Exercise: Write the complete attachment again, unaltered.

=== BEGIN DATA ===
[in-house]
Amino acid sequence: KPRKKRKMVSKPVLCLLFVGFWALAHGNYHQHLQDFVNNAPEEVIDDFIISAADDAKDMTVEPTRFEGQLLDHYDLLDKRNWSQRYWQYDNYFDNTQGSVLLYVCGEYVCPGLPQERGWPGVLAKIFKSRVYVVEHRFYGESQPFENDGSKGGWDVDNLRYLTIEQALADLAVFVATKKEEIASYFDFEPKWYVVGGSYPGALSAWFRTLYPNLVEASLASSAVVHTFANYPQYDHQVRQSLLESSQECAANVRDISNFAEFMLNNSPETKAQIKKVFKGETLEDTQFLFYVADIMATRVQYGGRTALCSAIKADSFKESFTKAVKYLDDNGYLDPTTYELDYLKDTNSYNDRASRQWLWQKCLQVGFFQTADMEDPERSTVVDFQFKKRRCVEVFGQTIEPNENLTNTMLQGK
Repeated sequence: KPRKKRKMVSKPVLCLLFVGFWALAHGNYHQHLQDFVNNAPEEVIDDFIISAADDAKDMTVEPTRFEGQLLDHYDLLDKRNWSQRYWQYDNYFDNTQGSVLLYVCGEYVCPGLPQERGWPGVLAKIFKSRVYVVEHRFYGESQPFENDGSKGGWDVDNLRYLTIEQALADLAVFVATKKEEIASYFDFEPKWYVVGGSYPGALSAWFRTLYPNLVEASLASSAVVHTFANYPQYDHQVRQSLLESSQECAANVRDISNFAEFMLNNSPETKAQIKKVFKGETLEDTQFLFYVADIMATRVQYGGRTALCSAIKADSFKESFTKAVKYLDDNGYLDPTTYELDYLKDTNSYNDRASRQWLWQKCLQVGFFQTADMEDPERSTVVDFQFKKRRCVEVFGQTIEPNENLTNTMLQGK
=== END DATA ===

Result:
[in-house]
Amino acid sequence: KPRKKRKMVSKPVLCLLFVGFWALAHGNYHQHLQDFVNNAPEEVIDDFIISAADDAKDMTVEPTRFEGQLLDHYDLLDKRNWSQRYWQYDNYFDNTQGSVLLYVCGEYVCPGLPQERGWPGVLAKIFKSRVYVVEHRFYGESQPFENDGSKGGWDVDNLRYLTIEQALADLAVFVATKKEEIASYFDFEPKWYVVGGSYPGALSAWFRTLYPNLVEASLASSAVVHTFANYPQYDHQVRQSLLESSQECAANVRDISNFAEFMLNNSPETKAQIKKVFKGETLEDTQFLFYVADIMATRVQYGGRTALCSAIKADSFKESFTKAVKYLDDNGYLDPTTYELDYLKDTNSYNDRASRQWLWQKCLQVGFFQTADMEDPERSTVVDFQFKKRRCVEVFGQTIEPNENLTNTMLQGK
Repeated sequence: KPRKKRKMVSKPVLCLLFVGFWALAHGNYHQHLQDFVNNAPEEVIDDFIISAADDAKDMTVEPTRFEGQLLDHYDLLDKRNWSQRYWQYDNYFDNTQGSVLLYVCGEYVCPGLPQERGWPGVLAKIFKSRVYVVEHRFYGESQPFENDGSKGGWDVDNLRYLTIEQALADLAVFVATKKEEIASYFDFEPKWYVVGGSYPGALSAWFRTLYPNLVEASLASSAVVHTFANYPQYDHQVRQSLLESSQECAANVRDISNFAEFMLNNSPETKAQIKKVFKGETLEDTQFLFYVADIMATRVQYGGRTALCSAIKADSFKESFTKAVKYLDDNGYLDPTTYELDYLKDTNSYNDRASRQWLWQKCLQVGFFQTADMEDPERSTVVDFQFKKRRCVEVFGQTIEPNENLTNTMLQGK